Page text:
2015 - 2016
Every year a great number of dogs are abandoned by their owners. For these animals it means that they lose everything that they were used to, they find themselves in a completely new and hostile environment. Living in the streets they have to fight for survival and it means acting like a wild animal. And people are afraid of that wilderness, so when coming across a wild animal people want to either lock it away or kill.
The first time I came to a dog shelter invited by volunteers. I remember being afraid to walk in the enclosure, but not because I was scared of the dogs. I was afraid that I might betray their trust because after befriending them, petting them I would just turn away and leave these dogs.
I was amazed by the dogs’ behaviour. They were coming up to me and patiently lined up to be petted, each waiting for its small portion of warmth and tenderness. Each dog put its head under my hand and while I was stroking and scratching its ears the other dogs were calmly standing near. In a couple of minutes they would change – the petted dog just moved away letting the next in line take its place. And so it went on and on: you cannot pet two dogs at a time as they get jealous and start snarling at one another.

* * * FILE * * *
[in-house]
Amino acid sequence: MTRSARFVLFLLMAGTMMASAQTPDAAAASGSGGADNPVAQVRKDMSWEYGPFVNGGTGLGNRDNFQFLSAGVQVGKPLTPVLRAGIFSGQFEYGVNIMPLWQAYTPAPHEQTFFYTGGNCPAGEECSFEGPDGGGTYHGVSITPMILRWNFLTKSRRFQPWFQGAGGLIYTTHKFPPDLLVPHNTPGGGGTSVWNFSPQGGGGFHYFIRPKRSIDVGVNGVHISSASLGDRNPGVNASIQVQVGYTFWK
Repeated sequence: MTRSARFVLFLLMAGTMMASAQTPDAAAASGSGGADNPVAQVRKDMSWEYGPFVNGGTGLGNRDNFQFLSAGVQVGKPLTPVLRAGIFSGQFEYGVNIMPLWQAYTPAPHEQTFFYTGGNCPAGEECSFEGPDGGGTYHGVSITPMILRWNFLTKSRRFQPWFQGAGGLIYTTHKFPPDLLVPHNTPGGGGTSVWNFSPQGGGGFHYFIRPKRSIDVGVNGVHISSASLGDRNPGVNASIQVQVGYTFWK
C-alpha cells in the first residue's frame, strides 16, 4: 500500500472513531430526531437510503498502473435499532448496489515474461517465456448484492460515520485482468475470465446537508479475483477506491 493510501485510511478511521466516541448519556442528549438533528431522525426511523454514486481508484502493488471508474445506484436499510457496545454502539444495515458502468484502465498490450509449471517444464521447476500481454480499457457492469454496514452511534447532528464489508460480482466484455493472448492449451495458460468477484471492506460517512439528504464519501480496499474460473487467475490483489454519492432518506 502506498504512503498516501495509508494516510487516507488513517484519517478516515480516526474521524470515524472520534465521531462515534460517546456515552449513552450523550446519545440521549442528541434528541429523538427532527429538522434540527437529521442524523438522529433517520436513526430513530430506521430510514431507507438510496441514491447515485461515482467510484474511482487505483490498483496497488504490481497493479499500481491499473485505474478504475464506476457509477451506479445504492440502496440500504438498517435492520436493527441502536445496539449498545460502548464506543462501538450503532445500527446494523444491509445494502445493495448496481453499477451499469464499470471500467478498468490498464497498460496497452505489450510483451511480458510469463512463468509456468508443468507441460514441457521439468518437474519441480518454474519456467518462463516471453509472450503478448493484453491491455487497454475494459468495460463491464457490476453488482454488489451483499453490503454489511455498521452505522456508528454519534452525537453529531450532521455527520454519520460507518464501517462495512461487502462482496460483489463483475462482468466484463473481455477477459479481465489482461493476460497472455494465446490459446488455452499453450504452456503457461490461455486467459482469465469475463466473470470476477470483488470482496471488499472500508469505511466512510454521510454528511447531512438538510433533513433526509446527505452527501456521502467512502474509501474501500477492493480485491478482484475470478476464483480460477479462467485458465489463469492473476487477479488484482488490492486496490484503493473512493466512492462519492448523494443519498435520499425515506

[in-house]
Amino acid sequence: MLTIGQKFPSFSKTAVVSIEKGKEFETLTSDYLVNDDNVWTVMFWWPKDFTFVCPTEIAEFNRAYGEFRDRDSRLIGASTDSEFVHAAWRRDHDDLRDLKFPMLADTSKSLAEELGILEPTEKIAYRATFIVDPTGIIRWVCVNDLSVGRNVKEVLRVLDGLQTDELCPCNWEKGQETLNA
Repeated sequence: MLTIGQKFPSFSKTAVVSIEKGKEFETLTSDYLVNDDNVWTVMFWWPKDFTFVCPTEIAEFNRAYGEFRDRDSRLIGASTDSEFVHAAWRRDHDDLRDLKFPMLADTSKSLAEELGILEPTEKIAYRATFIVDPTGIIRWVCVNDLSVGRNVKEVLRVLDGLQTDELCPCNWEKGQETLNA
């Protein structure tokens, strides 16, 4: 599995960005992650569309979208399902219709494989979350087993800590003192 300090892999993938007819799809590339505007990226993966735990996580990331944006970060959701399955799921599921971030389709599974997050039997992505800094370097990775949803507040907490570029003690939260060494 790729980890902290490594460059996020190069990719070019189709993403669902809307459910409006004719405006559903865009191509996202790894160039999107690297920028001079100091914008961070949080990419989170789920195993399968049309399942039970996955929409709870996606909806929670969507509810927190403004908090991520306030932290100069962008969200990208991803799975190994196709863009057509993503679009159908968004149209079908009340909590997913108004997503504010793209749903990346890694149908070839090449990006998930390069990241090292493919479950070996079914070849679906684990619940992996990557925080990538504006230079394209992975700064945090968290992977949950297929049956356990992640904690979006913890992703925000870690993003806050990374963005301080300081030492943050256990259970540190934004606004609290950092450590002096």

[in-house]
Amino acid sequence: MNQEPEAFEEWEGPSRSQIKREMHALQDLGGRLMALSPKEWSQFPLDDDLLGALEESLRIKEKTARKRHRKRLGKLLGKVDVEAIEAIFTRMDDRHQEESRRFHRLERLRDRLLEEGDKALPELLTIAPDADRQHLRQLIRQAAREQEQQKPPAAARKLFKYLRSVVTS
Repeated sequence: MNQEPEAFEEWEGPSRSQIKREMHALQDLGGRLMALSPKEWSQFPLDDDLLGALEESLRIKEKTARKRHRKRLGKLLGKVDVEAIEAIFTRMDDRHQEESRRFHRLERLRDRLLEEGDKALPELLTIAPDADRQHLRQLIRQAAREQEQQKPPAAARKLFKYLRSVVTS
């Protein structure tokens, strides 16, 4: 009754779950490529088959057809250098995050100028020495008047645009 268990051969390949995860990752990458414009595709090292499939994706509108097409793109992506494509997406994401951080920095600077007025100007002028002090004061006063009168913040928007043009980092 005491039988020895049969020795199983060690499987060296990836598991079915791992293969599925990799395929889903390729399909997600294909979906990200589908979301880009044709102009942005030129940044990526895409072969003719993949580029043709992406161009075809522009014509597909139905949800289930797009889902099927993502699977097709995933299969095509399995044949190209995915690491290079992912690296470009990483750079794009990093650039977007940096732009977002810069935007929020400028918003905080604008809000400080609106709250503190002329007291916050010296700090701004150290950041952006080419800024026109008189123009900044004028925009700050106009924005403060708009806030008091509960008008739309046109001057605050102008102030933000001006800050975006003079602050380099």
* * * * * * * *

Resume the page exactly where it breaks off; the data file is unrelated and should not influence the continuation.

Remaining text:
Surprisingly, the dogs didn’t expect me to take them home and didn’t follow me with sad eyes. All they wanted from me was kindness, tenderness that was as essential for them as a bowl of food; and they were grateful to be given just a small bit of this kindness. Despite everything that these dogs had to come through living in the streets, despite all the cruelty that most of them suffered from people, shelter dogs still have this inexplicable need for human company, for a person they can snuggle with. Even if just for a moment.
I often visit the dog shelter now. I understood one thing: shelters not only save animals, they help humans too. They give us a chance to do real good and to be humane.